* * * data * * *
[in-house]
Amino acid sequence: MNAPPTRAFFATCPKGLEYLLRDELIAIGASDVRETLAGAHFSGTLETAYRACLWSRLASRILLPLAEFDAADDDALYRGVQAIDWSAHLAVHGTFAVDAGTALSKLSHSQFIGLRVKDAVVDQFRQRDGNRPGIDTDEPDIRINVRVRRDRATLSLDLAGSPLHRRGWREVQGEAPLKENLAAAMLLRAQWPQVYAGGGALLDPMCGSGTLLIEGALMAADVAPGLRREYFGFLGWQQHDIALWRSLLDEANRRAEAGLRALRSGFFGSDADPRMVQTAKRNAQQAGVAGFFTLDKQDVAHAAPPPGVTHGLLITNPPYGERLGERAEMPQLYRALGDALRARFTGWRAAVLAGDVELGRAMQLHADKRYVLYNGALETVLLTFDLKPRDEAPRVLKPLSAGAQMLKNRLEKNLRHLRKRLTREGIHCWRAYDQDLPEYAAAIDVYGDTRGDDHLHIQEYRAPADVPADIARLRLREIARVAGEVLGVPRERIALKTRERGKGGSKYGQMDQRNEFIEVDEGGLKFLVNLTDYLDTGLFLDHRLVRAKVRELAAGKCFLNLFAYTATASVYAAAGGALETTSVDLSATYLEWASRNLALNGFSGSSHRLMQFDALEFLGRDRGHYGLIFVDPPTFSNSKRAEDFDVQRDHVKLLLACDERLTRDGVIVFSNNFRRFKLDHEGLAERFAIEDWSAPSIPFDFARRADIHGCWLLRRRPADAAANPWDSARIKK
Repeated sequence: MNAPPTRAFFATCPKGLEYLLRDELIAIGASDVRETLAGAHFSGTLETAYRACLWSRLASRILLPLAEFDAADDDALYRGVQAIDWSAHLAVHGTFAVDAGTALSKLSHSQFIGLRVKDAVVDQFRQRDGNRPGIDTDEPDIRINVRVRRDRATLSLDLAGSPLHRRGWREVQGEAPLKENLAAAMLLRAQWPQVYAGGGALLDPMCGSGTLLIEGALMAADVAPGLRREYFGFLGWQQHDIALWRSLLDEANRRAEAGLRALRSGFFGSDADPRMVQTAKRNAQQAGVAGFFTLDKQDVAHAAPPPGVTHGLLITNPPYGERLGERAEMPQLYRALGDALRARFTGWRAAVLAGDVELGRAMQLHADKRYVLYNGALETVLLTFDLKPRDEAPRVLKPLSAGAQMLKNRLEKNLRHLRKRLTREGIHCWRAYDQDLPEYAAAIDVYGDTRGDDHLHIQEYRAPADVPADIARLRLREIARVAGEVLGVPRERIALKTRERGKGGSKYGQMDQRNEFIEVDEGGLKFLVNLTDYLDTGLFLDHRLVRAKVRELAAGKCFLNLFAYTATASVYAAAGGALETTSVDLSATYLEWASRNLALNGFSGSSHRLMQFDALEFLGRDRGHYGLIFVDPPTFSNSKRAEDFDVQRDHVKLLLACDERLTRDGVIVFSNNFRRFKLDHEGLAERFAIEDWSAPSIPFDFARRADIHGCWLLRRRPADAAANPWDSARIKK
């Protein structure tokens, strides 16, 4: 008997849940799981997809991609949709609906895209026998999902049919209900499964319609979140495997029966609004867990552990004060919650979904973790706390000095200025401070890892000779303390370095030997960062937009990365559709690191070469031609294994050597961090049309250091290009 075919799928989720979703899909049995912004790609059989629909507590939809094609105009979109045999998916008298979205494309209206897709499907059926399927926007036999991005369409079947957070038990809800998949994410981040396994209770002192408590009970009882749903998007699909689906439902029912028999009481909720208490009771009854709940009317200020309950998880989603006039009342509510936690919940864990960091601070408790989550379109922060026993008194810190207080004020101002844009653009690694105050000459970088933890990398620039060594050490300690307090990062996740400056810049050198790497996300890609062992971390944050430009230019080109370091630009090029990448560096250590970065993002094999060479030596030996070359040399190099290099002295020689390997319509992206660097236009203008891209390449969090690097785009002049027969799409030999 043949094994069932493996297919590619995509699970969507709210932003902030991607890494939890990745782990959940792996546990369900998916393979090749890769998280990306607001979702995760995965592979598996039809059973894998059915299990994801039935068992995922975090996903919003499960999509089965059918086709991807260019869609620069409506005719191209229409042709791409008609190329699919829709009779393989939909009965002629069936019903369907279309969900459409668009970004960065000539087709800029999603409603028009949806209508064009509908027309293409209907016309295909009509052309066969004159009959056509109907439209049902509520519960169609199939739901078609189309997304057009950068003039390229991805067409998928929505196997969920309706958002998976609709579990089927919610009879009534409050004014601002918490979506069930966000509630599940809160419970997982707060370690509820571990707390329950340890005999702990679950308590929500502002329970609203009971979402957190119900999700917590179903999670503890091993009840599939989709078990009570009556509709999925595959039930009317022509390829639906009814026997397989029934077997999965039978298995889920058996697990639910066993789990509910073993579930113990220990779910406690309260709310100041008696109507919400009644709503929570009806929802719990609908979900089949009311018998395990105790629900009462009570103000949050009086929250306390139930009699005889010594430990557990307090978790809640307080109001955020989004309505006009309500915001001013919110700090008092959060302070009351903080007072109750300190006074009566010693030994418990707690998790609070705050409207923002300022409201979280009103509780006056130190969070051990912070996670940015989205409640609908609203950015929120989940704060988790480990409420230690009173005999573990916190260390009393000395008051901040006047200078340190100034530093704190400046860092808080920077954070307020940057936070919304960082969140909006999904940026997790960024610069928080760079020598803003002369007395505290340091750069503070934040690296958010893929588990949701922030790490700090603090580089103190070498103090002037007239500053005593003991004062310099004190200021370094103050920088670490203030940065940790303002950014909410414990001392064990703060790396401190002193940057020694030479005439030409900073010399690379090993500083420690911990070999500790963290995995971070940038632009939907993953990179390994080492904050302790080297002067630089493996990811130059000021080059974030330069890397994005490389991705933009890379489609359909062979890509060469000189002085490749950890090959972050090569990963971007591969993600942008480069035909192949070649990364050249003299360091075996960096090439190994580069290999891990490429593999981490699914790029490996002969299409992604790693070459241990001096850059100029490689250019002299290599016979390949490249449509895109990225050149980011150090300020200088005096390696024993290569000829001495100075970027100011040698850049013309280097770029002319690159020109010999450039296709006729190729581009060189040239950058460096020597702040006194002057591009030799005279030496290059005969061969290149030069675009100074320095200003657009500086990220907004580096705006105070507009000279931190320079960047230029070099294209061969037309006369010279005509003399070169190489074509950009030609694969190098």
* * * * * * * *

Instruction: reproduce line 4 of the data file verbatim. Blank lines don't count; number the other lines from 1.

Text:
């Protein structure tokens, strides 16, 4: 008997849940799981997809991609949709609906895209026998999902049919209900499964319609979140495997029966609004867990552990004060919650979904973790706390000095200025401070890892000779303390370095030997960062937009990365559709690191070469031609294994050597961090049309250091290009 075919799928989720979703899909049995912004790609059989629909507590939809094609105009979109045999998916008298979205494309209206897709499907059926399927926007036999991005369409079947957070038990809800998949994410981040396994209770002192408590009970009882749903998007699909689906439902029912028999009481909720208490009771009854709940009317200020309950998880989603006039009342509510936690919940864990960091601070408790989550379109922060026993008194810190207080004020101002844009653009690694105050000459970088933890990398620039060594050490300690307090990062996740400056810049050198790497996300890609062992971390944050430009230019080109370091630009090029990448560096250590970065993002094999060479030596030996070359040399190099290099002295020689390997319509992206660097236009203008891209390449969090690097785009002049027969799409030999 043949094994069932493996297919590619995509699970969507709210932003902030991607890494939890990745782990959940792996546990369900998916393979090749890769998280990306607001979702995760995965592979598996039809059973894998059915299990994801039935068992995922975090996903919003499960999509089965059918086709991807260019869609620069409506005719191209229409042709791409008609190329699919829709009779393989939909009965002629069936019903369907279309969900459409668009970004960065000539087709800029999603409603028009949806209508064009509908027309293409209907016309295909009509052309066969004159009959056509109907439209049902509520519960169609199939739901078609189309997304057009950068003039390229991805067409998928929505196997969920309706958002998976609709579990089927919610009879009534409050004014601002918490979506069930966000509630599940809160419970997982707060370690509820571990707390329950340890005999702990679950308590929500502002329970609203009971979402957190119900999700917590179903999670503890091993009840599939989709078990009570009556509709999925595959039930009317022509390829639906009814026997397989029934077997999965039978298995889920058996697990639910066993789990509910073993579930113990220990779910406690309260709310100041008696109507919400009644709503929570009806929802719990609908979900089949009311018998395990105790629900009462009570103000949050009086929250306390139930009699005889010594430990557990307090978790809640307080109001955020989004309505006009309500915001001013919110700090008092959060302070009351903080007072109750300190006074009566010693030994418990707690998790609070705050409207923002300022409201979280009103509780006056130190969070051990912070996670940015989205409640609908609203950015929120989940704060988790480990409420230690009173005999573990916190260390009393000395008051901040006047200078340190100034530093704190400046860092808080920077954070307020940057936070919304960082969140909006999904940026997790960024610069928080760079020598803003002369007395505290340091750069503070934040690296958010893929588990949701922030790490700090603090580089103190070498103090002037007239500053005593003991004062310099004190200021370094103050920088670490203030940065940790303002950014909410414990001392064990703060790396401190002193940057020694030479005439030409900073010399690379090993500083420690911990070999500790963290995995971070940038632009939907993953990179390994080492904050302790080297002067630089493996990811130059000021080059974030330069890397994005490389991705933009890379489609359909062979890509060469000189002085490749950890090959972050090569990963971007591969993600942008480069035909192949070649990364050249003299360091075996960096090439190994580069290999891990490429593999981490699914790029490996002969299409992604790693070459241990001096850059100029490689250019002299290599016979390949490249449509895109990225050149980011150090300020200088005096390696024993290569000829001495100075970027100011040698850049013309280097770029002319690159020109010999450039296709006729190729581009060189040239950058460096020597702040006194002057591009030799005279030496290059005969061969290149030069675009100074320095200003657009500086990220907004580096705006105070507009000279931190320079960047230029070099294209061969037309006369010279005509003399070169190489074509950009030609694969190098």